Mr. Jacobs, I’m not nine anymore, and it still hurts. What was supposed to be a temporary solution to boost the self-esteem that the world around me diminished at such a young age actually permanently scarred not just my scalp but my psyche. Now both the fashion and beauty industries deem the hair I tried to “fix” with formaldehyde as trendy. Beautiful. But long after I permanently killed my curly hair beyond repair, other textures and hairstyles that women of color have proudly worn like crowns on their heads are suddenly en vogue at the co-signing of white tastemakers after society has told us time and time again that our hair makes us less than. Undesirable. Inappropriate for not just the corporate world, and everywhere else — much less in magazines or campaigns. Now we see “boxer braids” — or cornrows, as we call them — alongside bantu knots or afros or even doobie wraps everywhere. And your own Spring/Summer 2017 show sent the likes of Kendall Jenner, Karlie Kloss, and Bella and Gigi Hadid down the runway in dreadlocks.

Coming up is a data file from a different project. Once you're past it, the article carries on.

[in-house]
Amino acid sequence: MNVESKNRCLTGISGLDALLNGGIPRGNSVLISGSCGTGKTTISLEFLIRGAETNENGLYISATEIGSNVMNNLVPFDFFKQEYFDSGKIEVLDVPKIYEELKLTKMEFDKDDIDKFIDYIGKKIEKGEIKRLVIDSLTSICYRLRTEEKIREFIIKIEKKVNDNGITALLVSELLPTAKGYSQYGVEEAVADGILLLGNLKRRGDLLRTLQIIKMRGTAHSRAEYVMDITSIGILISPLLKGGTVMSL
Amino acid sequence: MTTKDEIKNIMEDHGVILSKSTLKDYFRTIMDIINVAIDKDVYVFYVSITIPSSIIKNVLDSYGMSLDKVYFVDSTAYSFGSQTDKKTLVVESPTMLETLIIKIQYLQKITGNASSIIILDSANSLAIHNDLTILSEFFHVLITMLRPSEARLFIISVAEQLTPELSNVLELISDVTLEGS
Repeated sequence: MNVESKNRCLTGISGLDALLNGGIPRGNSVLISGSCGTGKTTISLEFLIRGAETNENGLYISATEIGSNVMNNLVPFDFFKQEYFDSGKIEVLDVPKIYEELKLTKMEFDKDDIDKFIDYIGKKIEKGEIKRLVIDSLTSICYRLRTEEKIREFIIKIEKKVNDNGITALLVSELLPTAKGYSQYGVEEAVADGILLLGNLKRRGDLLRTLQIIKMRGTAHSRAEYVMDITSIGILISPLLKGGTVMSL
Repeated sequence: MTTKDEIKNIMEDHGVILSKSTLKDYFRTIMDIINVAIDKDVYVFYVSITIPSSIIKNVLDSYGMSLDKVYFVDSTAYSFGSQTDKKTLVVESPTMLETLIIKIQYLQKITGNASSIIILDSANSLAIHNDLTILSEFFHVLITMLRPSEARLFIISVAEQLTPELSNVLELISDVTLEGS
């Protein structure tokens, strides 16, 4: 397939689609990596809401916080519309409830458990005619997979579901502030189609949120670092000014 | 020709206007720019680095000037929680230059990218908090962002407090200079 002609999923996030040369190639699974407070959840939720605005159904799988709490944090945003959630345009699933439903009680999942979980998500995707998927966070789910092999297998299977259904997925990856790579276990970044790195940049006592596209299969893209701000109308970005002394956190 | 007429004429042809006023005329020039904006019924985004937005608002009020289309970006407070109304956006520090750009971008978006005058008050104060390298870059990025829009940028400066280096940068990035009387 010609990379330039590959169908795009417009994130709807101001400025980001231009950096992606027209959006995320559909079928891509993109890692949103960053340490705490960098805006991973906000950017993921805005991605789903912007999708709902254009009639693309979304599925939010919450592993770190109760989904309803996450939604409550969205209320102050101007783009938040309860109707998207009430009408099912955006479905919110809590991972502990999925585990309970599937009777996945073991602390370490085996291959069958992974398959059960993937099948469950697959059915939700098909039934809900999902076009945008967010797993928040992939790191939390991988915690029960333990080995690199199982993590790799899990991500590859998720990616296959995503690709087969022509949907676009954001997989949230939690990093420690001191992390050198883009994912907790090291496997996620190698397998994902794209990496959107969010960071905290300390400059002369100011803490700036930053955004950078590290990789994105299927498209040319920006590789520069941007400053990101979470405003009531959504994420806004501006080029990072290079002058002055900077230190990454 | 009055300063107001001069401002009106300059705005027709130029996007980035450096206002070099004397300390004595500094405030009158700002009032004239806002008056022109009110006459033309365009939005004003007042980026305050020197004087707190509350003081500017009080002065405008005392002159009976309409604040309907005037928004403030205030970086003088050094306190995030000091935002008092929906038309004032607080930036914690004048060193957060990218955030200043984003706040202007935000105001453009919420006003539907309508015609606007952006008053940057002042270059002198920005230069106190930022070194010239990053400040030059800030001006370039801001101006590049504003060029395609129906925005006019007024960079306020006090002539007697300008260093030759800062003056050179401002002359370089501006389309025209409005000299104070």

Your head hairstylist told The Cut they looked “cyber,” citing raver culture, the ’80s, Harajuku and Boy George as influences. Was Rasta culture an inspiration? “No, not at all.” Reviews of the clothes themselves were buried under criticism calling the candy-colored hairdos culturally appropriative, and your response only made the backlash hairier.
“All who cry ‘cultural appropriation’ or whatever nonsense about any race or skin color wearing their hair in any particular style or manner — funny how you don’t criticize women of color for straightening their hair. I respect and am inspired by people and how they look. I don’t see color or race — I see people.”
That stung. Like formaldehyde to the scalp. The criticism weaved into this society’s systemic racism and oppression and braided into standards of which women of color were born to automatically fail and is a very real reason why some of us actually feel like we have to straighten our hair. Some of us feel forced to meet white beauty ideals — even at nine years old.